Editor’s note: Juan Pablo (JP) Sarmiento is the founder of the ShockFamily (IconShock, DesignShock, and more). He’s also one of the biggest aficionados of design resources I know, curating them in his spare time. In this post, he highlights some fresh UI kits he’s come across recently as well as two free UI kits by DesignShock.
There are inevitable tasks that designers have to face daily, like the constant need to generate new ideas for user interface designs. If there are resources out there that can help, things can become less complicated.
This roundup contains a hand-picked selection of UI kits with different styles and file formats for mobile and web interfaces. All of them are free, fresh, and ready to be downloaded!
1. iOS 9 GUI (iPhone)
These are Photoshop and Sketch templates for the latest version of the iPhone. This kit is by Facebook. It has UI components such as buttons, menus, and whatnot.
2. Apple Watch GUI for Sketch
This is a useful freebie for any designer interested in working on the new Apple Watch user interface.
3. Trend UI Kit
This free kit is a compact, but very useful, collection of UI elements.
4. Groom UI Pack
Groom UI has a simple and clean style. The UI components are fullly editable with Photoshop.
5. Pages UI Web Kit
This is an excellent set of UI components for website layouts. This kit comes in Sketch format.
6. LIQUID: Free GUI Kit
A clean and versatile design kit that has responsiveness in mind. The kit supports many types of web content in different screen sizes.
7. Fashion UI Kit
This UI kit is perfect for e-commerce sites. It has a simple and clean interface. It’s available in Sketch format.
This is a mobile and desktop UI kit that has a fresh, modern look. PerfectKit comes as a bundle of 20 PSD files.
9. Land.io UI Kit
This is a complete landing page UI kit with a great assortment of elements: video player, pricing table, social card, and more. It’s available in Sketch format.
10. Unique Design UI Kit
This is a free UI kit that is excellent for web apps. The design will look great on mobile and desktop screens.
11. Free Dashboard UI
Dashboard UI is a kit for designers who want to create a clean admin interface. This UI kit can be edited with Photoshop.
12. UI Kit for Travel Apps
This free UI kit is designed for mobile apps. It has over 50 screens that your next app can use.
13. Food & Drink UI Kit (PSD + Sketch)
This is a food-themed UI design kit. It’s totally free, and comes in either PSD or Sketch format.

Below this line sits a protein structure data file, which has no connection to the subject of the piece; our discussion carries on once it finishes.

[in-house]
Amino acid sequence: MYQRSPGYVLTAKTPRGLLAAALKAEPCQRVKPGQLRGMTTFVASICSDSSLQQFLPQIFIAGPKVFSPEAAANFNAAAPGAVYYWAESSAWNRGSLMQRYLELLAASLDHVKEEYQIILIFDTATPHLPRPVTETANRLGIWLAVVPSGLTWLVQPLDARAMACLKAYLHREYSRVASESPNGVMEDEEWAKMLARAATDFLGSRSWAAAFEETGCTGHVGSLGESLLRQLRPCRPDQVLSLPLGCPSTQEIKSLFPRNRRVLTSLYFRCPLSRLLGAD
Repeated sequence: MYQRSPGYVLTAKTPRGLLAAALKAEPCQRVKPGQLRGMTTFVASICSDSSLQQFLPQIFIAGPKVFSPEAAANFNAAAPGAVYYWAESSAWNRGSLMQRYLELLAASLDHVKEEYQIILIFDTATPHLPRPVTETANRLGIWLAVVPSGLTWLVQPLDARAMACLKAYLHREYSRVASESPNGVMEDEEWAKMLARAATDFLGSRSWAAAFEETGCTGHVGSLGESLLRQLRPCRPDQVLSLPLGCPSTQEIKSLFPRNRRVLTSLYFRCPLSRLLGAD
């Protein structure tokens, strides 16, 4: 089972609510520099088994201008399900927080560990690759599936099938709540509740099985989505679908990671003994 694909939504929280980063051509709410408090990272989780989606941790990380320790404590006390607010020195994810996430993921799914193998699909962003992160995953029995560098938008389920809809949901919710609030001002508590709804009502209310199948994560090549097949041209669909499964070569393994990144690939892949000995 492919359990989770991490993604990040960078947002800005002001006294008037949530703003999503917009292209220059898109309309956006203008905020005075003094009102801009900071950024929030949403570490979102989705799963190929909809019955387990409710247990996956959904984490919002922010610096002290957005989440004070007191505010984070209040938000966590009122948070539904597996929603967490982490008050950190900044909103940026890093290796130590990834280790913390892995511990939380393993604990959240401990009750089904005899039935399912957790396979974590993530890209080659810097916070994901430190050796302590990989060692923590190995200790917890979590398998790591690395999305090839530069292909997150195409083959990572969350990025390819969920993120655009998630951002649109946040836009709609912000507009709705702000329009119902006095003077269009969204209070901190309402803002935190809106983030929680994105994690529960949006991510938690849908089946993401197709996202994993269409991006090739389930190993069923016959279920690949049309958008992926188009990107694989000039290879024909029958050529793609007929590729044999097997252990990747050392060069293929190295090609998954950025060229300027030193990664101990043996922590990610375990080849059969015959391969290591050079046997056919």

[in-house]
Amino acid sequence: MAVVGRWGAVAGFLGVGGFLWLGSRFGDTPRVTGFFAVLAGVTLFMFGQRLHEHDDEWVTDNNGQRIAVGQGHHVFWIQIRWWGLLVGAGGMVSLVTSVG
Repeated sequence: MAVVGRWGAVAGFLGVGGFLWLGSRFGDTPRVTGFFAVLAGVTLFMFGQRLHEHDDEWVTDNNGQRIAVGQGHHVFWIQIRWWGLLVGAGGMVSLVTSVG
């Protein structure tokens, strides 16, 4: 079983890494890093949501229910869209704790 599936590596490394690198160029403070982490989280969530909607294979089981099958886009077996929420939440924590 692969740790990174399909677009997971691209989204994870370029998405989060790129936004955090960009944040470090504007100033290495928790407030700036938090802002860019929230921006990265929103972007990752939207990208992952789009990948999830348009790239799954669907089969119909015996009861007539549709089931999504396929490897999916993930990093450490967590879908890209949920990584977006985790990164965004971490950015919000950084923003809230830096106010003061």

14. Cardzz iOS UI Kit
Cardzz is a stylishly dark-themed design kit for iOS apps. it comes with 21 PSD screens.
15. Elegance iOS UI Kit
This UI kit comes with an attractive design that contains 12 templates. It’s available in PSD and Sketch formats.
16. Lithium – Free Mobile UI Kit
Lithium is a massive free mobile UI set. This kit has three color themes: teal, amber, and lilac.
17. Creative UI Kit
This is a responsive web design kit. It’s designed with a lot of user interface elements that make it easy to quickly mock up your designs.
18. Ink UI Kit – Free Sample
This is just a free sample of the Ink UI Kit – Full Version. It’s available for Sketch and Photoshop.
DesignShock UI Kits
And, last but certainly not least, here are two free UI kits from us, over at DesignShock. Please enjoy!
19. Windows 10 GUI for Mobile and Desktop
Windows 10 brings a new UI with great elements. Our massive kit includes vector files for Illustrator, 180 free icons, and more!
20. Flat Style GUI Set
Our flat-design UI kit has 500+ fully editable elements. All shapes are vector-drawn for scalability and flexibility.
These beautiful websites exhibit how typography can drive designs. In this showcase, you’ll find fascinating and unapologetically bold implementations of typographic elements.
Designing metro transit route maps is possibly one of the most challenging graphic design jobs one can have. These maps need to be legible, communicative, and almost universal — especially if designing for one of the world’s most visited and travelled cities. If you’ve ever travelled to a foreign city and have had to use their subways, you’ll know how important these route maps can be to getting around.